Blue Mountains bushfire recovery continues with new funding for cultural burning workshops
Thousands of years of Indigenous land and fire management knowledge is being harnessed as part of a Morrison Government program to help local communities and regions better prepare for major bushfire events.
The Dharug Ngurra Aboriginal Corporation will receive over $163,000 for their project, Healing Fire – Walking Together to Heal Dharug Country.
Liberal Senator for Western Sydney, Senator the Hon Marise Payne, said ten Dharug-led workshops will be held at Yellomundee Regional Park in Hawkesbury Heights.
“Through collaboration between traditional owners and the NSW National Parks and Wildlife Service, Firesticks Alliance and the Yanama Budyari Gumada Research Collective, cultural burning knowledges will be shared to help existing partnerships with key fire and land management agencies,” Senator Payne said.
“Importantly, the workshops will encompass cultural burning-sharing protocols and how young people can engage with these knowledge practices in an appropriate way.
“Cultural burning was raised directly with the Minister for the Environment at a function I hosted with traditional owners, NSW National Parks and Wildlife Service personnel and members of the Blue Mountains Conservation Society and Blue Mountains World Heritage Institute late last year in Springwood.
“Again, we have listened to the experts and delivered strong funding support to ensure our local environment continues to recover from the bushfires.”
Minister for the Environment, the Hon Sussan Ley MP, said the Indigenous workshops would share knowledge about cultural burning practices, and the ways they can assist with local land management and bushfire preparedness strategies.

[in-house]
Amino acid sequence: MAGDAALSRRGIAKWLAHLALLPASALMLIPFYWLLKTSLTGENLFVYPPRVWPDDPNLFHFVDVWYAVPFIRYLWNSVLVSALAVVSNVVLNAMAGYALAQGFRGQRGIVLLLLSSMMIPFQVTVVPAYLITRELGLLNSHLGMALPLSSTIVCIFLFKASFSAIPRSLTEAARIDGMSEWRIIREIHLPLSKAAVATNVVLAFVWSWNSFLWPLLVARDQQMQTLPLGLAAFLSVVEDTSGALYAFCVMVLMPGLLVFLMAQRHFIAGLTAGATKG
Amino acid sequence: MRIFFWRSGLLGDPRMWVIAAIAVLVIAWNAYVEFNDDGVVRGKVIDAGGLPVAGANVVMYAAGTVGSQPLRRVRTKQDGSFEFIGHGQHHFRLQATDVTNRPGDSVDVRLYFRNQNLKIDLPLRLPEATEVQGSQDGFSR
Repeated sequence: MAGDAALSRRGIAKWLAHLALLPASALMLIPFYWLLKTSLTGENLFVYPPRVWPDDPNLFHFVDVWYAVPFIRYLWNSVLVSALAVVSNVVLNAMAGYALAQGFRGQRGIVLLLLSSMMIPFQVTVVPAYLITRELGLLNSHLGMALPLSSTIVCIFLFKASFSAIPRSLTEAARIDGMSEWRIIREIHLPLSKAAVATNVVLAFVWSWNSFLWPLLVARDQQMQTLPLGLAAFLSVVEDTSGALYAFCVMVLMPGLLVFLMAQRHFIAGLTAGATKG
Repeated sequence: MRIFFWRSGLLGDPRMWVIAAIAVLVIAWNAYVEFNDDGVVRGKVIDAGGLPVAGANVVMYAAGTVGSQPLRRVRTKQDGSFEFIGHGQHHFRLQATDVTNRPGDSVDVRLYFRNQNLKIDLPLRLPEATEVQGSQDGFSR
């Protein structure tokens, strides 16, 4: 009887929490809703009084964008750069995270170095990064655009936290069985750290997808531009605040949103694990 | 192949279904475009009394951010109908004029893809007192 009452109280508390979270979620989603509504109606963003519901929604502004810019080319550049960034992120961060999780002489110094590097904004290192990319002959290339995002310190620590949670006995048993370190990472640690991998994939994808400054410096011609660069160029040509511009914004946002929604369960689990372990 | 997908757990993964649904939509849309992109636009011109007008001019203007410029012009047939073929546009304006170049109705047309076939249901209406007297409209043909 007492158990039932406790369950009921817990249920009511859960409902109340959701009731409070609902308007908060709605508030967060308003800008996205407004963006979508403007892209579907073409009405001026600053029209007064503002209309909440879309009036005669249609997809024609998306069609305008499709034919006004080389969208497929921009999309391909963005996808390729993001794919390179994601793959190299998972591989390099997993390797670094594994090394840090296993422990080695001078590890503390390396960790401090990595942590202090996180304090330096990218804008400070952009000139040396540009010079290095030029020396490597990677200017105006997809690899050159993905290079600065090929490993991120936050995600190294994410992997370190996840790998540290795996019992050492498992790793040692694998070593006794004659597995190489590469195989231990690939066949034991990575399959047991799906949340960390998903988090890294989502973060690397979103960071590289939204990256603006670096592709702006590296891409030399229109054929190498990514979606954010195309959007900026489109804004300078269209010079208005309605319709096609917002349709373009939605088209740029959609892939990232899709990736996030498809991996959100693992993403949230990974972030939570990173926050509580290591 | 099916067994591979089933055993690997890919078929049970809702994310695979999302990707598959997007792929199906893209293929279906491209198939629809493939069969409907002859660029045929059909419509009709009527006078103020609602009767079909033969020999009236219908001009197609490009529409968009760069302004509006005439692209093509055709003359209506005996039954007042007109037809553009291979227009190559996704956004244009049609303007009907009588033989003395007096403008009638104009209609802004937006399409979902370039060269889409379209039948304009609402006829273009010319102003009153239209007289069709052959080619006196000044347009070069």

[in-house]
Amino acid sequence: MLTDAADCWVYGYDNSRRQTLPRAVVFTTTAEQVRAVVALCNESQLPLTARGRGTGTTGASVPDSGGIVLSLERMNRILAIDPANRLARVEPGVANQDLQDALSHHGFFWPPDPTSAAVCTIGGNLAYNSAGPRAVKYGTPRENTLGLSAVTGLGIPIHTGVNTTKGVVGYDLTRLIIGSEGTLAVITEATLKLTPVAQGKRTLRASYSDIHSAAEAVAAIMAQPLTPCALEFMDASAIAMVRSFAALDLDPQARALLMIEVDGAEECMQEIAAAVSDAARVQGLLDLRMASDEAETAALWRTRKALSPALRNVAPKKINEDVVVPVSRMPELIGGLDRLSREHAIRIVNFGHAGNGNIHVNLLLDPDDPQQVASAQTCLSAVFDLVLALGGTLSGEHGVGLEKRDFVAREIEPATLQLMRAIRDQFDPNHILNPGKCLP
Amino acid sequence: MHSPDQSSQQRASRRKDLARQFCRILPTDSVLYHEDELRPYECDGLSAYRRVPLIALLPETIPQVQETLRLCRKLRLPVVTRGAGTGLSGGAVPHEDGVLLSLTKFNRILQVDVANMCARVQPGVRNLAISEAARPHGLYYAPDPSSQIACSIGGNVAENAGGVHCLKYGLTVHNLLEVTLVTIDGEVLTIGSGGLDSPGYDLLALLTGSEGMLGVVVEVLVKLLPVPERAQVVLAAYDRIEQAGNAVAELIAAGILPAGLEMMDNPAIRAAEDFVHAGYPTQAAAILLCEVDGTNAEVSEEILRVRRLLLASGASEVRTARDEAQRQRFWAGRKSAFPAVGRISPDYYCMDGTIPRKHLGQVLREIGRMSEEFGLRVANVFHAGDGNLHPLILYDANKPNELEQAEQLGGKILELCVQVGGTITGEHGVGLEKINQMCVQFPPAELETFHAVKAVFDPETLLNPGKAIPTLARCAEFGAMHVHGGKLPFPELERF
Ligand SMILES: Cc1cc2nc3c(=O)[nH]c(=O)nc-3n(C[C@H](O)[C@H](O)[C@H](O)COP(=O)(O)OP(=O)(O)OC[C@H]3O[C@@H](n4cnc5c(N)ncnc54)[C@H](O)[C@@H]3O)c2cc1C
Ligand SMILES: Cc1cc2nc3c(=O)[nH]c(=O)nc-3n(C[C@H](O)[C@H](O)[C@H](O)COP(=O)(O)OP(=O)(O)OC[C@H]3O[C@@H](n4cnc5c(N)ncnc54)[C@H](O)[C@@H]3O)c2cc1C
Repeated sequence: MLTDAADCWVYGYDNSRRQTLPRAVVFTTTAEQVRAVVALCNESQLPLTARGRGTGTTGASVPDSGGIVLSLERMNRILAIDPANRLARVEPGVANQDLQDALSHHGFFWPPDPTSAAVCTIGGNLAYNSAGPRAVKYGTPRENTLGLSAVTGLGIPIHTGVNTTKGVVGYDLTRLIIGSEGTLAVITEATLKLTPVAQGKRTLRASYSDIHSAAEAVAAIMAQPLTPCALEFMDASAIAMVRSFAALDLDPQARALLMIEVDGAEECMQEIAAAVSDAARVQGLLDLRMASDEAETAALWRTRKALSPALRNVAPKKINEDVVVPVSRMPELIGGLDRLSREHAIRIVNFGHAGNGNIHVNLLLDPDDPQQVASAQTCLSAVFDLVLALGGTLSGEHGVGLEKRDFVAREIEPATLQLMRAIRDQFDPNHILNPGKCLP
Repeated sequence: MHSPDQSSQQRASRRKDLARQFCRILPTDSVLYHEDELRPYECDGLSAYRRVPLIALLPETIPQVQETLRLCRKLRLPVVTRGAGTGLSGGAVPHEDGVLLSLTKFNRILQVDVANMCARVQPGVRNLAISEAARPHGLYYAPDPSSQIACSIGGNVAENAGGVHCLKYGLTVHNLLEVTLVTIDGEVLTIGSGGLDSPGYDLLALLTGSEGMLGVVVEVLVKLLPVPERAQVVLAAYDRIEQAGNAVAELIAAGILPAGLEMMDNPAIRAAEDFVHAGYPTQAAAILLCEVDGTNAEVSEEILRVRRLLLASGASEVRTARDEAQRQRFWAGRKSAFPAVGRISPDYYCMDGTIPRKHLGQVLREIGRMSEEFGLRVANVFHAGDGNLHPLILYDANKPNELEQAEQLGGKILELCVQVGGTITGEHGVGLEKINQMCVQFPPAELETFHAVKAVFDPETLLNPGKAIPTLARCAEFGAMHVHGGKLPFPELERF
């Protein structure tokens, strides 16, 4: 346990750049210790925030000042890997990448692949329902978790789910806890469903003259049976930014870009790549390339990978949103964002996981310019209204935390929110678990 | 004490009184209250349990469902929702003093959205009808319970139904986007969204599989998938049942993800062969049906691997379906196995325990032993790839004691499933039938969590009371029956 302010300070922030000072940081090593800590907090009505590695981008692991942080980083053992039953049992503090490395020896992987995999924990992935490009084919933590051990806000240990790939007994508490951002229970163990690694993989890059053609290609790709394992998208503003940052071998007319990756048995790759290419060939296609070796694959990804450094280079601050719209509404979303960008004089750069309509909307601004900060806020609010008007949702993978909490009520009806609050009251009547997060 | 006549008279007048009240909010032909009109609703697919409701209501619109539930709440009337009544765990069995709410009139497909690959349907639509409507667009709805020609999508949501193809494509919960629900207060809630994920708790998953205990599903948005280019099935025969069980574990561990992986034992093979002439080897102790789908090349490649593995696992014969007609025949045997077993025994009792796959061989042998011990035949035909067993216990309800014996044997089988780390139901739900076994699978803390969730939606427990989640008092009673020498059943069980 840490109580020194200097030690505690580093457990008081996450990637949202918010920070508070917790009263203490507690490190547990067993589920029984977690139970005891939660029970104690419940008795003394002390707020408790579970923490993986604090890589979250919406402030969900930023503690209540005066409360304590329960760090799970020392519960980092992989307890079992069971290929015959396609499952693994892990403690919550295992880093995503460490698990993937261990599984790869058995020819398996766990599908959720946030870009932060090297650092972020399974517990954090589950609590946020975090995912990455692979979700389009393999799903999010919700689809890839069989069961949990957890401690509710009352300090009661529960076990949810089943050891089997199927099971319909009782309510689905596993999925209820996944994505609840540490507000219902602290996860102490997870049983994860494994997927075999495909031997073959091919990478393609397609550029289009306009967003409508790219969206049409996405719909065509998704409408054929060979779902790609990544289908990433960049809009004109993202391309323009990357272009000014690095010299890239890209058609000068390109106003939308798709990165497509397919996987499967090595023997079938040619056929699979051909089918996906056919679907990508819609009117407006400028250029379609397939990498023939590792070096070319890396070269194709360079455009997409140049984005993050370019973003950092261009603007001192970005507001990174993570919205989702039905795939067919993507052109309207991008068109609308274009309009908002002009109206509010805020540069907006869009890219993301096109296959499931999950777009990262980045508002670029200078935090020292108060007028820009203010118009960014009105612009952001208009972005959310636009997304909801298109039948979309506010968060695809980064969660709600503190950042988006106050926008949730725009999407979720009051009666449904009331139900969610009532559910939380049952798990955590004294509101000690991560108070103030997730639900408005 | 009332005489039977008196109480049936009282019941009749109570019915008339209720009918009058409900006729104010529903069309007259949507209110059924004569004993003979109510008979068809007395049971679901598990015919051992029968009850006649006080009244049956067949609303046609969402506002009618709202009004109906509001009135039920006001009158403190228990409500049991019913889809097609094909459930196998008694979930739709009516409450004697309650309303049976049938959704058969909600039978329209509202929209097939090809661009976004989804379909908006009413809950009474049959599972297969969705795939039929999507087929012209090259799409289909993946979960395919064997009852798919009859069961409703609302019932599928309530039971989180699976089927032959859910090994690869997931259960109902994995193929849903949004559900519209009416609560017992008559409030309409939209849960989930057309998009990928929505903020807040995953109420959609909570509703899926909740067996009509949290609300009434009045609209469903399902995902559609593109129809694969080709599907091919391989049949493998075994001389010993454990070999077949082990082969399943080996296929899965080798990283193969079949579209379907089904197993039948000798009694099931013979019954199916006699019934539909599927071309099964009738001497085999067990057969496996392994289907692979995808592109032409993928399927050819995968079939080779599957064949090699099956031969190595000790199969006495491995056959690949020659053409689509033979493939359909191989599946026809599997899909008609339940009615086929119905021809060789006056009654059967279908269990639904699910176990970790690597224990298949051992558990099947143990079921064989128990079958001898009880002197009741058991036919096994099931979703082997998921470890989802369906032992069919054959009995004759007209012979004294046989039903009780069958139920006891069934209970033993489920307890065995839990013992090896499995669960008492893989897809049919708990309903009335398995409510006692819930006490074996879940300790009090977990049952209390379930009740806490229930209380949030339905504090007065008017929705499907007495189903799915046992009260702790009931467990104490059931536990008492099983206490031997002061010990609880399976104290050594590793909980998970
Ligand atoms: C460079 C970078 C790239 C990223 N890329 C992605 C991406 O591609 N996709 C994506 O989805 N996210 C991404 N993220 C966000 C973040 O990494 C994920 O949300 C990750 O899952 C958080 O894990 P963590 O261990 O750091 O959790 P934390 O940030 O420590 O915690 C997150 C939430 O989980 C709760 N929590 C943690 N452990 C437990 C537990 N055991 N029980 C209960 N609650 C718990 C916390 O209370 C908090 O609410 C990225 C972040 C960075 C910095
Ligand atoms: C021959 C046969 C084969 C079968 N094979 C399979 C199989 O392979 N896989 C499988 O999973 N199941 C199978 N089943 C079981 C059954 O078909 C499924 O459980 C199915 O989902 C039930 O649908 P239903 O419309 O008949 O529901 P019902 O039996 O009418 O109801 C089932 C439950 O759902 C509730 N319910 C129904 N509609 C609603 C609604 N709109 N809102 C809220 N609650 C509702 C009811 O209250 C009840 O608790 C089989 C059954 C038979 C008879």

“Increasing understanding of local landscapes, flora and fauna and how these interact with cultural burning is an important part of the fire and land management conversation,” Minister Ley said.
“Traditional Owner groups will hold workshops across the country sharing their knowledge with local land managers, local fire services and councils to identify different types of burns and the ideal weather conditions for protecting native flora and fauna during burns.”
The collaboration between Indigenous and conventional land and fire managers is being supported through the Morrison Government’s $200 million investment in bushfire recovery for wildlife and their habitat, part of the $2 billion National Bushfire Recovery Fund.
The Firesticks Alliance Indigenous Corporation uses the term ‘cultural burning’ to describe burning practices developed by Aboriginal people to enhance the health of the land and its people. Cultural burning can include burning or prevention of burning of Country for the health of particular plants and animals such as native grasses, emu, black grevillea, potoroo, bushfoods, threatened species or biodiversity in general.